Elvington Water Treatment Works

Yorkshire is self-sufficient in water with a grid system of pipes and pumps enabling water to be moved quickly around the region. This means that shortfalls in any specific areas can be made good enabling Yorkshire Water to maintain a high level of service to its customers.

The Authority has 138 reservoirs, supply 45% of consumers requirements. A further 22% comes from underground and the remaining 33% is extracted from rivers. The water treatment works at Elvington accounts for nearly 20% of all water consumed across the region and lies in a largely agricultural area.

It performs two important functions:

Removing large volumes of sediment: Recent changes in weather patterns have greatly increased the occurrence of flash flood events which in turn increase the amount of soil erosion from surrounding farmland. as a result, the sediment load in the rivers has also increased. Over 11,000 tons a year of sediment is collected from the Elvington Plant.

Removing toxins arising from the use of fertilizers, herbicides and pesticides on the surrounding farmland: This is the main function of the Actiflo process itself, where the raw water is flocculated with microsand and polymer in a mixing reactor. The microsand promotes the ‘clumping’ of particles and accelerates the normal process of settlement by many times, increasing the speed of water clarification by many times.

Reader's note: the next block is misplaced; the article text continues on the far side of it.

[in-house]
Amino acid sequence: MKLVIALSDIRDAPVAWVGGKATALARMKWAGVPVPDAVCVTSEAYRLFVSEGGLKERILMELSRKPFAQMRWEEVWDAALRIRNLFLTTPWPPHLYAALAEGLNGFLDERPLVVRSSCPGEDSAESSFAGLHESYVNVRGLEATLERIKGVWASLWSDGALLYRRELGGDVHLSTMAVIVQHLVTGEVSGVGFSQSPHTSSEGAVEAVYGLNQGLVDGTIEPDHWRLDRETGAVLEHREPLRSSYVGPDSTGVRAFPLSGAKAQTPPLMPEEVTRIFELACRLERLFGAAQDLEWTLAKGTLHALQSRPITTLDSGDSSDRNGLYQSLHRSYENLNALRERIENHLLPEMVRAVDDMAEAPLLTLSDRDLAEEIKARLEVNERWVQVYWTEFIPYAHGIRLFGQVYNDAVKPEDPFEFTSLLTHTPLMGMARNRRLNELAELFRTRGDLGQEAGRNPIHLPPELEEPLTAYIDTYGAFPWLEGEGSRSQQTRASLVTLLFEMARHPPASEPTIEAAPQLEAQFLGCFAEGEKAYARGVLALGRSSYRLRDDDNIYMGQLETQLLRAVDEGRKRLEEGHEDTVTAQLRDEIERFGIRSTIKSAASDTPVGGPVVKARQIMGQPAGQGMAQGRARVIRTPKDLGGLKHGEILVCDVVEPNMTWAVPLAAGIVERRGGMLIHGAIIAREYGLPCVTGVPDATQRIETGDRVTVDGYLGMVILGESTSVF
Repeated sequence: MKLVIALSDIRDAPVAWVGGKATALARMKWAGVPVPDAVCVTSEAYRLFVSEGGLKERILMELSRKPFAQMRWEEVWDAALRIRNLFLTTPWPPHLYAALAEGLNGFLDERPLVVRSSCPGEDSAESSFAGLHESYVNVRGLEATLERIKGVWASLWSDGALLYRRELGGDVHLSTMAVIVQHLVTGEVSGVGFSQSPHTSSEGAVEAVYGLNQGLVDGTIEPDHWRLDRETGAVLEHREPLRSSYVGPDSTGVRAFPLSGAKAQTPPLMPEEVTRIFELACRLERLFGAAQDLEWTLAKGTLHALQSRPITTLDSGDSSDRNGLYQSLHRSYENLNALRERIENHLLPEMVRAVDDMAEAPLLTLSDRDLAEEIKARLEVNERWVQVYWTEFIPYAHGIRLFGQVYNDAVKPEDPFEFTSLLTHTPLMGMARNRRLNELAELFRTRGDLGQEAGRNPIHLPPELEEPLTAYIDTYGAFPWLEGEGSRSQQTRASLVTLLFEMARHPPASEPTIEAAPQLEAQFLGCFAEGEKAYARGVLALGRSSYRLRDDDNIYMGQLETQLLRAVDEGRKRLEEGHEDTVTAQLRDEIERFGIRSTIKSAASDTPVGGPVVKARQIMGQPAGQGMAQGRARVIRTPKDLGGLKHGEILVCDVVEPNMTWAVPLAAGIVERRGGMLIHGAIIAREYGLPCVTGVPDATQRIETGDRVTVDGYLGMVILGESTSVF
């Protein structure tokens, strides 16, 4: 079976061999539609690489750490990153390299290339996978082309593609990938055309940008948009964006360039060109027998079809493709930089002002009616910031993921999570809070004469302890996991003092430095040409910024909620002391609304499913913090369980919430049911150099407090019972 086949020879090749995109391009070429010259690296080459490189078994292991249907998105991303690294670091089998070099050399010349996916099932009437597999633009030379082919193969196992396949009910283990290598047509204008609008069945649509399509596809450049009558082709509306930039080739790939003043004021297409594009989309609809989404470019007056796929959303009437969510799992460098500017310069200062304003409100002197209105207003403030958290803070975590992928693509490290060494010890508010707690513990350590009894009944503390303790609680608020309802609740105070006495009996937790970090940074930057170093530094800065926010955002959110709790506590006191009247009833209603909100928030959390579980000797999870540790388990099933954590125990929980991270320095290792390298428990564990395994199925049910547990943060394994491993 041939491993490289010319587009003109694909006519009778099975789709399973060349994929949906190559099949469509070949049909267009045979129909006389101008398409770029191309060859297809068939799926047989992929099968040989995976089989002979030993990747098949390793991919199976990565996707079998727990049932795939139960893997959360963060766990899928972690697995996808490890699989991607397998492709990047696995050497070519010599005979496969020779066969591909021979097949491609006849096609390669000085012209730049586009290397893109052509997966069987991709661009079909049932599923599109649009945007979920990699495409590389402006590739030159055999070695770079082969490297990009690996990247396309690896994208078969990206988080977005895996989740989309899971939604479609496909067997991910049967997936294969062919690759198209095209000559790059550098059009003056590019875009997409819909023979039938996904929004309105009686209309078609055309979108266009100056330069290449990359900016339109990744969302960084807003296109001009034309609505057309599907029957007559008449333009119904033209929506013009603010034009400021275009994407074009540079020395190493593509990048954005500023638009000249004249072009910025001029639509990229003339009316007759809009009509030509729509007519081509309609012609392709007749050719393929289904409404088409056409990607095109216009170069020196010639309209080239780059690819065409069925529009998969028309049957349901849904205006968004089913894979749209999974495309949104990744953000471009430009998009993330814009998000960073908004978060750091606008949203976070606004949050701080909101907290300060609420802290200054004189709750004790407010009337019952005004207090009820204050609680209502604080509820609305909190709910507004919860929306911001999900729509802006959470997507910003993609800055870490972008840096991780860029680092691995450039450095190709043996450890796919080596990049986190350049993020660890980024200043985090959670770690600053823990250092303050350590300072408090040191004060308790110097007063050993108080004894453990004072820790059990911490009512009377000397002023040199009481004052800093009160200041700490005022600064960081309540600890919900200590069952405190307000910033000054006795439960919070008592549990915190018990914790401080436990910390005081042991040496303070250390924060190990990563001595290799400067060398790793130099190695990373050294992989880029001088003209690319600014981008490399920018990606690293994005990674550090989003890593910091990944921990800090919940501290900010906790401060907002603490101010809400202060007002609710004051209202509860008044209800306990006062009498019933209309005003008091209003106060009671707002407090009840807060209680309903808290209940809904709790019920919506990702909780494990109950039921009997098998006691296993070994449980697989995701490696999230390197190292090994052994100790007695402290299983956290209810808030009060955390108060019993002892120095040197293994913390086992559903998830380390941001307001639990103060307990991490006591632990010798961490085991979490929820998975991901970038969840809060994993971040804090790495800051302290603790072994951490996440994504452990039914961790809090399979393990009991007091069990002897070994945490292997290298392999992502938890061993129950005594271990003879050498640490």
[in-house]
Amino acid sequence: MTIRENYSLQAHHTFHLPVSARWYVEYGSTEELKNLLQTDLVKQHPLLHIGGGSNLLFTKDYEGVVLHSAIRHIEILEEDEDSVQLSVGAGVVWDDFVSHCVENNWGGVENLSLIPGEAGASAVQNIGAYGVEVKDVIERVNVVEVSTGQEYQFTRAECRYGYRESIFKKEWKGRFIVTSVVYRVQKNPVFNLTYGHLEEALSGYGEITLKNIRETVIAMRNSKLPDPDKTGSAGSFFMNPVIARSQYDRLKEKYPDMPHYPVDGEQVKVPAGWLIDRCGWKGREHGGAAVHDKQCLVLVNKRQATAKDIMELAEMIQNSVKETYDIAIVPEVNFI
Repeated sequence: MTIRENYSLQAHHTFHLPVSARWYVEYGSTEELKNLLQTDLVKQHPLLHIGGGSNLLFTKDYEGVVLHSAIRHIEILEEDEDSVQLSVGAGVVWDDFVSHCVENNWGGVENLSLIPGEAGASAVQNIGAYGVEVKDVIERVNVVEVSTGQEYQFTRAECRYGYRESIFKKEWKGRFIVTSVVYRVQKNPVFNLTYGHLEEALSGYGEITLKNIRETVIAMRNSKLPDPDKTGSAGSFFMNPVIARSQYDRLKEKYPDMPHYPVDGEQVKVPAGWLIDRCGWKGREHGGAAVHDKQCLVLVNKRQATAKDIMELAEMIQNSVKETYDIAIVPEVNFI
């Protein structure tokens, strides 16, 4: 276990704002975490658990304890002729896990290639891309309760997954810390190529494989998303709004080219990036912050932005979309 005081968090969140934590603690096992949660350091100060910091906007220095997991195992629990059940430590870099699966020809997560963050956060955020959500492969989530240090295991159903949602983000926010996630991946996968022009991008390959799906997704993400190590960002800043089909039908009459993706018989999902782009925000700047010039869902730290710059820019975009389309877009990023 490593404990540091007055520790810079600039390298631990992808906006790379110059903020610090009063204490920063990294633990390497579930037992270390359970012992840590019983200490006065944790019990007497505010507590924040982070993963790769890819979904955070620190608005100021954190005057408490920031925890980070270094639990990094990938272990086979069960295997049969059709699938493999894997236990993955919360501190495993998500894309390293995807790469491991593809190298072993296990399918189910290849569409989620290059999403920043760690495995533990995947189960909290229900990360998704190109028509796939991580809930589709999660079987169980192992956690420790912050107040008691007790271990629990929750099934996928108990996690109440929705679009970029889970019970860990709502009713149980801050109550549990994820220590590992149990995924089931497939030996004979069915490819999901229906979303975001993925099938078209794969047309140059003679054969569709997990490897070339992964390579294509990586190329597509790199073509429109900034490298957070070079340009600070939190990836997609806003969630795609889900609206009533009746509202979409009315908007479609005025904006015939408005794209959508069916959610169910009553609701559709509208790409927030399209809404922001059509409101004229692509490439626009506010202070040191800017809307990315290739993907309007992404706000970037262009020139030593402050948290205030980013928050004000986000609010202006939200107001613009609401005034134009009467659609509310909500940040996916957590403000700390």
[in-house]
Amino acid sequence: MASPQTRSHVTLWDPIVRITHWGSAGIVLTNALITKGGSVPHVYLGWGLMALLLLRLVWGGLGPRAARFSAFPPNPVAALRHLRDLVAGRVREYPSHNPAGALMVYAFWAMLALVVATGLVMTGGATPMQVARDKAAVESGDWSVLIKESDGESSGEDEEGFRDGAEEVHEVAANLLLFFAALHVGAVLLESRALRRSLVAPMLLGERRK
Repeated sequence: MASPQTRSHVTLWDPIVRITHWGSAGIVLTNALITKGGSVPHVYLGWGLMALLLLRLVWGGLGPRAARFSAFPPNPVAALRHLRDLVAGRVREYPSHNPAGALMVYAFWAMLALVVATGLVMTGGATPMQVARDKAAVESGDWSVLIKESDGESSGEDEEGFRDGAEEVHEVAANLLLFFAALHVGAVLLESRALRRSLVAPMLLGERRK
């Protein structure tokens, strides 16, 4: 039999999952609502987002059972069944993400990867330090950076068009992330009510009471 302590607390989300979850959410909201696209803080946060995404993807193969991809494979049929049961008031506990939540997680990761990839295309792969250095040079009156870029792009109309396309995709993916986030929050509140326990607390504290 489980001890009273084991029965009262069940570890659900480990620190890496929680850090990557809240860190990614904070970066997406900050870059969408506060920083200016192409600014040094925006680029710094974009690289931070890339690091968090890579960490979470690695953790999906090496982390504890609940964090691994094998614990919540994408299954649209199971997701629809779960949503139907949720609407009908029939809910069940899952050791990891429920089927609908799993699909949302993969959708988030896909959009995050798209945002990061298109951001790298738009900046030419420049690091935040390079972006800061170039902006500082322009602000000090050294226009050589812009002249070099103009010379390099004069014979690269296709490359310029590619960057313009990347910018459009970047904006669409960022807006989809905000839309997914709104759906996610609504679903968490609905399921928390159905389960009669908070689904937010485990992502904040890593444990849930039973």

Benchmarq’s task, was to convert the laser scanned structure, large diameter feed pipework, supporting structural steelwork and peripheral features such as fencing, access platforms, guardrails etc. into a 3D CAD model for the end Client.

Working closely with our survey partners, we took the 50 GB of point cloud data and imagery gathered on-site to use as the basis for constructing the model.

The structure to be modelled was of a modest size – some 60m long with an average width of 12m, and a height of 6m.

Constructed of 5 reinforced concrete chambers fed by 900mm diameter pipes, this structure itself was relatively straightforward to model.

From a modelling point of view, the other main challenge was to identify a consistent way of modelling repeatable geometry elements and component assemblies such as pipe bends, valve gear etc. The solution was the use of reference planes to identify the best fit for the geometries under consideration.

The Final Result

Although not strictly required in terms of an end user deliverable, we elected to develop a 3D BIM Revit model from the surveyed data. This provided a wider and easier-to-use toolset for the development of the model from the point cloud data; it also meant that it provides a platform for the population of the 3D model with attribute data should the Client require that in due course.

The deliverable required by the Client’s Statement of Requirements was a 3D CAD file which the Revit software was able to produce as a simple export.

Had the 3D BIM model been embedded with a significant amount of attribute data, this might have resulted in some data loss or at least a clunkier way of exporting that attribute data without resort to plugins such as FME.

As it was, this particular model essentially represented a ‘geometry-only’ export and therefore attribute data was not an issue.

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